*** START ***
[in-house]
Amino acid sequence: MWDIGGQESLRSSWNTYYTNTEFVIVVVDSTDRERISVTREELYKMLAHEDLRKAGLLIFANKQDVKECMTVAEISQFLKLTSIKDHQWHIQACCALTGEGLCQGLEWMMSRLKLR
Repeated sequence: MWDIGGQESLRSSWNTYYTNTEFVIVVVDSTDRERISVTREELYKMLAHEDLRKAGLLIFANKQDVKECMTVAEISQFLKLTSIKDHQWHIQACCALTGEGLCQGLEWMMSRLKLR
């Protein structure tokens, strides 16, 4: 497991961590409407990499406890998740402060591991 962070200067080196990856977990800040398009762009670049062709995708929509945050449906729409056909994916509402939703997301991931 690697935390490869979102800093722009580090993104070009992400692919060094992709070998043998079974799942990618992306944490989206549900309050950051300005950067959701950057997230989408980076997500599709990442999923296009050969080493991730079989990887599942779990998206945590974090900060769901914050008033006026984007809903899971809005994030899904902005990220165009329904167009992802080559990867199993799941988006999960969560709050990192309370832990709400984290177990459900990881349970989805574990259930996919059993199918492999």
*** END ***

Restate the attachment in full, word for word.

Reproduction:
[in-house]
Amino acid sequence: MWDIGGQESLRSSWNTYYTNTEFVIVVVDSTDRERISVTREELYKMLAHEDLRKAGLLIFANKQDVKECMTVAEISQFLKLTSIKDHQWHIQACCALTGEGLCQGLEWMMSRLKLR
Repeated sequence: MWDIGGQESLRSSWNTYYTNTEFVIVVVDSTDRERISVTREELYKMLAHEDLRKAGLLIFANKQDVKECMTVAEISQFLKLTSIKDHQWHIQACCALTGEGLCQGLEWMMSRLKLR
């Protein structure tokens, strides 16, 4: 497991961590409407990499406890998740402060591991 962070200067080196990856977990800040398009762009670049062709995708929509945050449906729409056909994916509402939703997301991931 690697935390490869979102800093722009580090993104070009992400692919060094992709070998043998079974799942990618992306944490989206549900309050950051300005950067959701950057997230989408980076997500599709990442999923296009050969080493991730079989990887599942779990998206945590974090900060769901914050008033006026984007809903899971809005994030899904902005990220165009329904167009992802080559990867199993799941988006999960969560709050990192309370832990709400984290177990459900990881349970989805574990259930996919059993199918492999």